[rfc-i] reference extensions
julian.reschke at gmx.de
Sun Feb 16 23:18:57 PST 2014
On the proposed <reference> changes
> This section describes one of the larger changes in the design of v3,
> namely the additions to make using references easier. Most
> references in most recent RFCs are just to RFCs; sometimes they are
> Internet Drafts as work-in-progress; much less often they are
> pointers to standards of other SDOs, research articles, or just plain
> URLs. There have been many complaints about how difficult it is for
> people who don't have strong XML skills to use references when making
> Internet Drafts.
True, but then creating RFC references already is easy compared to the
other series, as we *do* have preformatted entries.
> The two popular methods now for references to RFCs are entering the
> whole reference by hand (hopefully getting all the fiddly bits of
> <front> and <seriesinfo> correct), or using XML entities that call
> out the xml.resource.org. Both work, but both have their faults.
> The first requires good copying skills and sometimes causes difficult
What exactly do you mean by "good copying skills"? The ability to copy
and paste from an XML document? Maybe that's something we can address by
just creating easier-to-use libraries.
> XML errors; the second prevents you from changing the anchor name
> and, less importantly, also requires that you be online when you run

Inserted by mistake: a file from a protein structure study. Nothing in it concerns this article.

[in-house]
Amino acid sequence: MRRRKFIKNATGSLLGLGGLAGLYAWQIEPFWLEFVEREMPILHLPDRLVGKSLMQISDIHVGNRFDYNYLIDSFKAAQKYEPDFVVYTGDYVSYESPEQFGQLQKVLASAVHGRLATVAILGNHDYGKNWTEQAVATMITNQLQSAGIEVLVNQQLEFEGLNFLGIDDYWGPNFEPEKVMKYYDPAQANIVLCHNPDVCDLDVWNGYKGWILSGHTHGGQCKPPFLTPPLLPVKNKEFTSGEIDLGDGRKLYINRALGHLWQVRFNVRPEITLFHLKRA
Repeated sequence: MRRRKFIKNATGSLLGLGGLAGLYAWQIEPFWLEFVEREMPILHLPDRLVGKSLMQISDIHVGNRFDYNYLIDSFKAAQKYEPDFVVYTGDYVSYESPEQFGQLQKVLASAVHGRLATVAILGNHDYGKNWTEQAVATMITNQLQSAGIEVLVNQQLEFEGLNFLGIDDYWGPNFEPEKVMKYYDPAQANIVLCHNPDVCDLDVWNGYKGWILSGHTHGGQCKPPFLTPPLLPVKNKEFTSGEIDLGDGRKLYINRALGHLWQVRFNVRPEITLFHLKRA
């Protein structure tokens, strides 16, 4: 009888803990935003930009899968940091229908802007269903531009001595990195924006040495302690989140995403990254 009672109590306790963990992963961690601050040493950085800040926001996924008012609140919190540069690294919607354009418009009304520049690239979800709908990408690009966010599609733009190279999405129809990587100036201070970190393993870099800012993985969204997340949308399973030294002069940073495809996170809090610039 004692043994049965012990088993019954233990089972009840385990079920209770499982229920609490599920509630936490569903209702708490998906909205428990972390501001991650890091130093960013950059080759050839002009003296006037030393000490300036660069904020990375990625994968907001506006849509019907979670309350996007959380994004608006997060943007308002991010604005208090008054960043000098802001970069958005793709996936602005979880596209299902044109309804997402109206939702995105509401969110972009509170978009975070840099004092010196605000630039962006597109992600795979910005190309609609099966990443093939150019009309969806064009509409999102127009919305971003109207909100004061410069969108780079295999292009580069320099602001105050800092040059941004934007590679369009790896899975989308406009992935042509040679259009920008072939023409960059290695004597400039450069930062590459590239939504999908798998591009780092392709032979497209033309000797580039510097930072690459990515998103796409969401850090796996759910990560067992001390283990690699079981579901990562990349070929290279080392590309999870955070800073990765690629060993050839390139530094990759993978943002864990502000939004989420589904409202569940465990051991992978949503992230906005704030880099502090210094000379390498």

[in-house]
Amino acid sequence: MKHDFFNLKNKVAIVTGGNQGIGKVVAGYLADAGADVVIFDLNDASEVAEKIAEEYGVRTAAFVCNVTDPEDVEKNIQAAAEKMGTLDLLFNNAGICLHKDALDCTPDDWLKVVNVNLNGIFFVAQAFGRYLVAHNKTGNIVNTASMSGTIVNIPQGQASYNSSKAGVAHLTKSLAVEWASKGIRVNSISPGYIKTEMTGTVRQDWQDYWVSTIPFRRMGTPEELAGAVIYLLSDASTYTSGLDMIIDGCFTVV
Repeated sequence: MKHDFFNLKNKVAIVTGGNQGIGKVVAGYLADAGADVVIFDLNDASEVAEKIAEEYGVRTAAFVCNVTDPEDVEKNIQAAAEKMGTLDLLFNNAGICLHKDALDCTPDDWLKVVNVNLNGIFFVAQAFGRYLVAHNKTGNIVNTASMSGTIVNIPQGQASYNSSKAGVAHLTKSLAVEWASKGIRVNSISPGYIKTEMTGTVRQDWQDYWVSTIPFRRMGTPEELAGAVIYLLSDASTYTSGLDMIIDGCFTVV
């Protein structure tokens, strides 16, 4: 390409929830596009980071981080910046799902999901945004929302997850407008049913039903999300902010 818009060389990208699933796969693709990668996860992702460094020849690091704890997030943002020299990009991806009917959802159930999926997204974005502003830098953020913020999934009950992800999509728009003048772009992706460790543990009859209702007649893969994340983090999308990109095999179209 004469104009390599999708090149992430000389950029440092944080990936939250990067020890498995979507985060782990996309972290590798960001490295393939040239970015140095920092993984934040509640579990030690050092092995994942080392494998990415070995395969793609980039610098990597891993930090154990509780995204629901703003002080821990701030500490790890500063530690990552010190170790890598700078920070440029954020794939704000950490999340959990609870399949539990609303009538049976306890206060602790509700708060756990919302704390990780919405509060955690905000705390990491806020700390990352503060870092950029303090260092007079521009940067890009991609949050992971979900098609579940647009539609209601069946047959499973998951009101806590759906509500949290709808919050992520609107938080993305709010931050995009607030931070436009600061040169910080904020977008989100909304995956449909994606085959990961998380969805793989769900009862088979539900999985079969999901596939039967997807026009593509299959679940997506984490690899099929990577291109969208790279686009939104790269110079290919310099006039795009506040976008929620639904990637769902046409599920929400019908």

> the xml2rfc processor.
Unless there's a cache. But yes.
Another drawback is that the document isn't self-contained anymore.
> o Thus, the contents of <reference> changes from requiring a <front>
> element to making the <front> element optional if a "series" is
Well, not in the schema that you are using.
If automatic validation remains a goal, this probably needs to be a new
child element that can be used in place of <front>. Another alternative
would be to keep <front> and to leverage <seriesInfo>.
That being said, this proposal tries to address a problem that is not
specific to <reference>s; inclusion of external content. I'd prefer to
come up with something which works for other content as well, such as by
defining a generic inclusion mechanism (such as XInclude or a subset of it).
It also does *not* address other problems with <reference>, such as the
naming constraint on anchors (which makes it impossible to use a label
such as [3GPP], nor the reference-to-a-document-series problem.
Best regards, Julian
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